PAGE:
Tuesday, May 31, 2011

Sarah Palin’s Culture War

How has Sarah Palin succeeded, yet again, in making herself the center of attention? The short answer is that she took Todd and the kids along on a bus tour without telling the media where she’s going, leaving us all to guess whether the fact that she’s letting herself be seen going somewhere portends a presidential candidacy. But that only invites another question: why are so many people watching her every move so attentively?

It’s not because Palin is doing anything likely to have electoral repercussions. A presidential candidacy on her part still doesn’t look very likely, and looks even more unlikely to get very far if it does occur. And it’s not because Palin is saying anything that’s politically noteworthy either--try remembering a single thing she’s said other than “refudiate” and “death panels.” Yet all Palin has to do is visibly move her lips to turn us into a nation of lip readers.

If we aren’t watching Palin so attentively because of what she’s doing or saying, it can only be because she’s presuming to speak at all on the national stage. That’s all it takes to make her into an insurgent on the latest front of the culture war. We’re apt to miss what’s distinctive about Palin if we think of the culture war as being mostly about issues connected with sex. Yes, she’s pro-life-anti-same-sex-marriage evangelical Christian.  But you could say the same thing about Tim Pawlenty, without anyone (much to his frustration) obsessing about him. The culture war that Palin’s waging isn't about sexual mores, it's about cultural accreditation.

Most of us perceive politics through media and intellectual lenses focused for us by people who’ve invested a lot of time, money and effort in burnishing their credentials as “serious people.” To that end, they went into debt to graduate from the best schools they could get into, got good enough grades to enable them to acquire a post-graduate degree or two, scrambled to get and keep positions in prestigious institutions etc. They did all of this on the theory that the meritocratic credentials that count in the academy and the white shoe professions are not only a necessary condition of professional advancement, but intrinsically worth having because they’re good proxies for genuine virtues like intelligence, industriousness and moral seriousness.  Every time we perceive the political world through the lenses "serious people" put before our eyes, we acknowledge the social authority that their credentials confer upon them.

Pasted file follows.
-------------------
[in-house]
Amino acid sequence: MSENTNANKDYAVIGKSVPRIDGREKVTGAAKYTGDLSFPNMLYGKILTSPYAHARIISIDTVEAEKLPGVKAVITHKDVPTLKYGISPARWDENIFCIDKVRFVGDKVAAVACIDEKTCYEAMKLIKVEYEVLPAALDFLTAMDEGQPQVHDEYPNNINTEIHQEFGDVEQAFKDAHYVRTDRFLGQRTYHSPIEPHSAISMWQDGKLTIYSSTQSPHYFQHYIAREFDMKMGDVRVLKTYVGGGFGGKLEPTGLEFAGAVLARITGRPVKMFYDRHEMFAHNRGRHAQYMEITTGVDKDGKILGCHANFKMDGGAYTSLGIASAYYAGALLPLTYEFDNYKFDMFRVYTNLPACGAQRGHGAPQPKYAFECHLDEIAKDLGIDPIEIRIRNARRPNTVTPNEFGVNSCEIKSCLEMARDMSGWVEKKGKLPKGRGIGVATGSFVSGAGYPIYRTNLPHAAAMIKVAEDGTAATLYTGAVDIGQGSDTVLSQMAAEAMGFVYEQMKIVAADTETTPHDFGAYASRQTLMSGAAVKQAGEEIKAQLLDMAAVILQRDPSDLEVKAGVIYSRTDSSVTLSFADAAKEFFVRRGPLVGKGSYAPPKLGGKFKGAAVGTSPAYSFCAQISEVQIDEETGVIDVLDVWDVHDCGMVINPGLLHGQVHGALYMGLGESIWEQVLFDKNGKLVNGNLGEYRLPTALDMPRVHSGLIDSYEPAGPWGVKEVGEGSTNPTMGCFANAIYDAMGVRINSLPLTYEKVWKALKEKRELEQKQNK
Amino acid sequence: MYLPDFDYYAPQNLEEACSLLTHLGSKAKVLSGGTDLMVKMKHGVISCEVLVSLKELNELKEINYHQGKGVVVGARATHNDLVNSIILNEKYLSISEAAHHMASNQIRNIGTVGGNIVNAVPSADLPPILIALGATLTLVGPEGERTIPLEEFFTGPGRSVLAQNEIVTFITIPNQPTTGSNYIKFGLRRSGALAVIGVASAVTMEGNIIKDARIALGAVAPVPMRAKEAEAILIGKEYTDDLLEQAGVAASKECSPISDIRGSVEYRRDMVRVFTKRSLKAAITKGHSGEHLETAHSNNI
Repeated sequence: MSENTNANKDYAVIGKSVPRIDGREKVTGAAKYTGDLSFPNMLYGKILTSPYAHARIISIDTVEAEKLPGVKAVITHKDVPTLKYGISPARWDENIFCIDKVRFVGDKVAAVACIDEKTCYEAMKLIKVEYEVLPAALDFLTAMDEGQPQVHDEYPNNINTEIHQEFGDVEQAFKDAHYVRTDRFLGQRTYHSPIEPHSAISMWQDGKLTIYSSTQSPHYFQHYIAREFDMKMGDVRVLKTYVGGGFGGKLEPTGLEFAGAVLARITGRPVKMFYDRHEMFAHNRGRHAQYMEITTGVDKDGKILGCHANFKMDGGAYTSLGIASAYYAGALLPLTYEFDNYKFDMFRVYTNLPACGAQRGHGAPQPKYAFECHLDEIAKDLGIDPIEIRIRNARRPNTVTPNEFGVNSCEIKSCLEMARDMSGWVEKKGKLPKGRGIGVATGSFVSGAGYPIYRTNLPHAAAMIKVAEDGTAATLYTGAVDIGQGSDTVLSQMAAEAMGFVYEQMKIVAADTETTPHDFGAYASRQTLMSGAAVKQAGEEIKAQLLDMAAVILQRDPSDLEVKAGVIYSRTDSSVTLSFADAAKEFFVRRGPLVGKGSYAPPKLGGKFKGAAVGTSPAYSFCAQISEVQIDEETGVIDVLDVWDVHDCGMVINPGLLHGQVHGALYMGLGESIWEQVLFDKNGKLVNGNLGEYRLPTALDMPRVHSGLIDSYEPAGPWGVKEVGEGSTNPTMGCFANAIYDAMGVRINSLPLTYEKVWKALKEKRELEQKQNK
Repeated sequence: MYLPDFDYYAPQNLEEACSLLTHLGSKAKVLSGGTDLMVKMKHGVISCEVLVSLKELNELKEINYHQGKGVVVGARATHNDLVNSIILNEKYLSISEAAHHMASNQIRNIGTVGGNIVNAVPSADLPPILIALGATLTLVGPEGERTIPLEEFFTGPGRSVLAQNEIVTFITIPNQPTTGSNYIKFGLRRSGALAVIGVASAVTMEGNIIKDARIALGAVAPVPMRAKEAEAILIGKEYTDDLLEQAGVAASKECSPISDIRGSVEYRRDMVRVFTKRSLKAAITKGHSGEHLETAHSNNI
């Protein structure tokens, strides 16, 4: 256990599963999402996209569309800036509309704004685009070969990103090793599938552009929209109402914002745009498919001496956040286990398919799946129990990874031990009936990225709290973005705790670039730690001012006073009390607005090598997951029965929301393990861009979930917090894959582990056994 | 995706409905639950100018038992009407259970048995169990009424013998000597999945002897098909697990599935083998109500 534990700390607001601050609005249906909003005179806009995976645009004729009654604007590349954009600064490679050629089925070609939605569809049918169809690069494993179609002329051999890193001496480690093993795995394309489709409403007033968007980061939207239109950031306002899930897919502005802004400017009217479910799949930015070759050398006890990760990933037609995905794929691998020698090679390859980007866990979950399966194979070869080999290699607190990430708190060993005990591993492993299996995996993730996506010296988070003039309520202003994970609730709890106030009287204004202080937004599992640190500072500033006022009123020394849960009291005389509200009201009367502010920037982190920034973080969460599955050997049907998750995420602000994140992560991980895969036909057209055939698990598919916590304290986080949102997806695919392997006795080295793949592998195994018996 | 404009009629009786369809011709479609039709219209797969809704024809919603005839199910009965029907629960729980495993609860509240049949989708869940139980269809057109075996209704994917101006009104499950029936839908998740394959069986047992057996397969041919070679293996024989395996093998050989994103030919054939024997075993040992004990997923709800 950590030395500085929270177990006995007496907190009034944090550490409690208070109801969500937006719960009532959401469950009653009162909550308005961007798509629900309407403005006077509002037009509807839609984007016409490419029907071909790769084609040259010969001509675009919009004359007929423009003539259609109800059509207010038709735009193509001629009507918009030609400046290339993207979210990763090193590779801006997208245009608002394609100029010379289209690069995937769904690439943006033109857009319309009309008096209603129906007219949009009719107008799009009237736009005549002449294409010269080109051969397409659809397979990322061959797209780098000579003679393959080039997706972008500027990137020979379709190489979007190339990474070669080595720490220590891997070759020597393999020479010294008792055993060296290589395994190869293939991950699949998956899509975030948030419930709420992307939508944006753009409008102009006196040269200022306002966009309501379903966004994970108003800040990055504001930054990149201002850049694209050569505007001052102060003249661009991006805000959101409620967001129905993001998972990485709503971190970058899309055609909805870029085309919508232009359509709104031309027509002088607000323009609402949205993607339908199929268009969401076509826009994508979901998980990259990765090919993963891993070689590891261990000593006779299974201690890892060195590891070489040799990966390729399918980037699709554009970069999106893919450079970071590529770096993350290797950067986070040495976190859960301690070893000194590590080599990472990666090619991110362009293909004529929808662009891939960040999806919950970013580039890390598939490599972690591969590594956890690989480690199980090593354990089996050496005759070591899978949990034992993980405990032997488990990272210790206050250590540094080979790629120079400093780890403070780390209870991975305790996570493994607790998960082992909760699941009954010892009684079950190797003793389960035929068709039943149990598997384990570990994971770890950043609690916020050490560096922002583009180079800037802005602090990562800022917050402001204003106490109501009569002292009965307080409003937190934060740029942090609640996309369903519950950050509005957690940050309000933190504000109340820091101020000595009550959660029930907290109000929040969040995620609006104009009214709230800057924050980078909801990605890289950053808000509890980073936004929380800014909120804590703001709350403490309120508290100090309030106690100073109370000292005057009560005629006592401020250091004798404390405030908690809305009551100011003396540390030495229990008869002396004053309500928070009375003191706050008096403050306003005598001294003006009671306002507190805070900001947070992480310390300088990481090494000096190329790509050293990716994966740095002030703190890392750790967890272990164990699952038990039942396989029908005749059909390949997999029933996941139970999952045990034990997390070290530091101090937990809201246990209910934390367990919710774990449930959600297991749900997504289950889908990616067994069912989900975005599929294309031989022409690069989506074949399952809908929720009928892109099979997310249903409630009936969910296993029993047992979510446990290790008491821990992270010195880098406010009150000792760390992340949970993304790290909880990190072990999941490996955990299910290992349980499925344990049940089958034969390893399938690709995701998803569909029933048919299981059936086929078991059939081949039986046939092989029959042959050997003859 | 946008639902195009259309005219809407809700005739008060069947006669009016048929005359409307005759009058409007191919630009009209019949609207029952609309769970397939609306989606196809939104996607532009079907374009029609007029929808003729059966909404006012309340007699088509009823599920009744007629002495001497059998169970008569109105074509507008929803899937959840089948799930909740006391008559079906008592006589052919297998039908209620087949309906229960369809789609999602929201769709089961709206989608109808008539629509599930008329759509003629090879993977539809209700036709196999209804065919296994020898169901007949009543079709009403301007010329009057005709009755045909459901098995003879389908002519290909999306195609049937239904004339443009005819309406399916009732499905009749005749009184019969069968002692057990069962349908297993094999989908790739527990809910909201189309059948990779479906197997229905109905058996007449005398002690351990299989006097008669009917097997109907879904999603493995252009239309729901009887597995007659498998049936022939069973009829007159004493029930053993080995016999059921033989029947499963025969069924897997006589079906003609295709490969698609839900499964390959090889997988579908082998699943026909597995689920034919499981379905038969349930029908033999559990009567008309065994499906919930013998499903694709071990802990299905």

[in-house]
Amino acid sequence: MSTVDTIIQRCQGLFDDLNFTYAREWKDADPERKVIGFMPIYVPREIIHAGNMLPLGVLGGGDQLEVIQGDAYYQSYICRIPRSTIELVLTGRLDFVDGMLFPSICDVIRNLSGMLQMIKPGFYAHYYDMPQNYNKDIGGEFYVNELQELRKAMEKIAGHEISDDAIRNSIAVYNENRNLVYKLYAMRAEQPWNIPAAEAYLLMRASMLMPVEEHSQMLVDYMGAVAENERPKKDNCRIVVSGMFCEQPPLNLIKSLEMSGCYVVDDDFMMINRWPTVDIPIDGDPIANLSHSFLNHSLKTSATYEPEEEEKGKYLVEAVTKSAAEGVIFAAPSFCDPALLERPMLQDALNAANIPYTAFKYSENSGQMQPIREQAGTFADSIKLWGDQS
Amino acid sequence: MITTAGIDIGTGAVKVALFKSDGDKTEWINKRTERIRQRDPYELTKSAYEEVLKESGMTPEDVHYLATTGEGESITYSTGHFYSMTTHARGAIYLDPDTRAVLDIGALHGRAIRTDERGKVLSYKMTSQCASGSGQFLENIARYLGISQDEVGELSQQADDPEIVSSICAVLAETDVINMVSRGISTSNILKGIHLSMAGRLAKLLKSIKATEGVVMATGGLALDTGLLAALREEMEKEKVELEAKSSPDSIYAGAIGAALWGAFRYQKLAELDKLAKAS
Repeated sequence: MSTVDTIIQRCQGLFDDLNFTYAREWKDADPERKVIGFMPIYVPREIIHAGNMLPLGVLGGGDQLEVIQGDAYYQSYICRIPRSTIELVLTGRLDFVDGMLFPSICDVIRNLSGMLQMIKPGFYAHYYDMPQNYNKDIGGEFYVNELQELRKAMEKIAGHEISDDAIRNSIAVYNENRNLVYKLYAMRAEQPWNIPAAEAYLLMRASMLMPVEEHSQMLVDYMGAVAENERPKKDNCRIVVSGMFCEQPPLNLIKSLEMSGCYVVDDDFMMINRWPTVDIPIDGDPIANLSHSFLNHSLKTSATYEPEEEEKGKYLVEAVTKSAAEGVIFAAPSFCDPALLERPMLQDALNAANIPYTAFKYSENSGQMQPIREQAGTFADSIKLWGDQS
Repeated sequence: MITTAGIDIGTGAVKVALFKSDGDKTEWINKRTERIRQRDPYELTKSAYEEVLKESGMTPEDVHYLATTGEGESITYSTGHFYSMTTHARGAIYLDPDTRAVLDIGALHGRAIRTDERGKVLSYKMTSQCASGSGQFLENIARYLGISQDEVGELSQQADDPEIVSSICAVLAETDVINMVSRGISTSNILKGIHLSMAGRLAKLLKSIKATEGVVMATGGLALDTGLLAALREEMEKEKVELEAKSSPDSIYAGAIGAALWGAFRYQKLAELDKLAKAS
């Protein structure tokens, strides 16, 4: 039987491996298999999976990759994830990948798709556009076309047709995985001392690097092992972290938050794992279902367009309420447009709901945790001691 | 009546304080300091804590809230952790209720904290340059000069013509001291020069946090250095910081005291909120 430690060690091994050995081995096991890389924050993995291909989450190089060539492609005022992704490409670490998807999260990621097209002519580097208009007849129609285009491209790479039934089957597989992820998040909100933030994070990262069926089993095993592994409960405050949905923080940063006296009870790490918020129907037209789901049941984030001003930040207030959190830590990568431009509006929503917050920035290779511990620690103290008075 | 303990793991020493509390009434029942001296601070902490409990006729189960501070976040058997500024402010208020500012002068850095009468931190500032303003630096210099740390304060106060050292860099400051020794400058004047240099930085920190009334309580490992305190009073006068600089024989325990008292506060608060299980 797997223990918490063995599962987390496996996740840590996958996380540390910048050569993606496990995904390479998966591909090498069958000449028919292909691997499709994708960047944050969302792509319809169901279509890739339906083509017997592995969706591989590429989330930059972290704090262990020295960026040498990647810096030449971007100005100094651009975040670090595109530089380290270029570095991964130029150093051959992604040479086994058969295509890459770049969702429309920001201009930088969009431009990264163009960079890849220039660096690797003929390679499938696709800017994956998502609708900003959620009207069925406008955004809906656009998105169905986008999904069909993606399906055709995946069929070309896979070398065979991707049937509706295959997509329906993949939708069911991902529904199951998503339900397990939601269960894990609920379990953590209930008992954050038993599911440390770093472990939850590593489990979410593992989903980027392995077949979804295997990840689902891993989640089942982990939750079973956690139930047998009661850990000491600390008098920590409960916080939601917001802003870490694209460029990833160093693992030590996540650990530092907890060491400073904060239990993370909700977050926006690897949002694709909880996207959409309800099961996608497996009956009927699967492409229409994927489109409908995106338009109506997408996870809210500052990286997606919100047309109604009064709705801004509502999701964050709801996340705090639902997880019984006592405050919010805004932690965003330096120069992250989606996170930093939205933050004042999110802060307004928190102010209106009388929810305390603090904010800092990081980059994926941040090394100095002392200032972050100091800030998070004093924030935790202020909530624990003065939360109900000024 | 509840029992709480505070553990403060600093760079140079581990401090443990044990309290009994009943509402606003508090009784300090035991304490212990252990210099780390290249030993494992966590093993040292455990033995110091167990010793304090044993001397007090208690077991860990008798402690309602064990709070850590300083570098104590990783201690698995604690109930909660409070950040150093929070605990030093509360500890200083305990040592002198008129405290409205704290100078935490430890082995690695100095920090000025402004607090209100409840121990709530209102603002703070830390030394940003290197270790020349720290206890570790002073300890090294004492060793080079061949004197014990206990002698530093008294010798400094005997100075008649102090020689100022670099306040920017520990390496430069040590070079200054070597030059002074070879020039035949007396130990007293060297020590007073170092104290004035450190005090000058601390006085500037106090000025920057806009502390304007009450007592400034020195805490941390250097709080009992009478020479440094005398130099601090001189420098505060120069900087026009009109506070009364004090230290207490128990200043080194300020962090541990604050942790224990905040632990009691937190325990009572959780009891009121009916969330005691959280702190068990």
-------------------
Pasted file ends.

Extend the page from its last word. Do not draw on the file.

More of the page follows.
Having gone to all the trouble of credentialing themselves, it’s natural for credentialed people to think that their resumes entitle them, and their worldview, to a measure of deference from less credentialed people. The credentialed class can't take its eyes off Palin because it can't believe that anyone with her meager credentials would presume to run for national office. It’s just as natural for less credentialed people, who’ve lately seen a lot of spectacular foolishness in high places, to resent credentialed people’s sense of entitlement. They might not want Palin to be our next president, but they're tired enough of being condescended to that they take pleasure in seeing her stick her thumb in the eyes of "serious people."

There’s always been a political dimension to social credentialing. By and large, Republicans have cared more about the bourgeois virtues they associate with success in the marketplace than Democrats. Democrats have tended to care more about the virtues associated with success in the academy and the established professions. But neither side has ever been utterly unimpressed by what most impressed the other side. George Bush used to joke about being an indifferent student at Yale as a way of telling everyone that he couldn’t have cared less about what was said of him in faculty lounges. But he still cared enough about academic credentials to send a daughter to Yale.

Sarah Palin’s cultural populism is a lot more radical than that. She’s not the least bit embarrassed by her own meager academic and social credentials, or by the fact that her own children aren’t even trying to go to college. She really thinks that honorable manual labor is more highly correlated with practical wisdom than academic or professional distinction. She speaks in cliches because she thinks they encapsulate truths that "serious people" are too clever to remember.  The mere fact that she raises her voice challenges the established cultural order, exciting the status anxiety of the people who thought they still commanded enough social authority to silence her.

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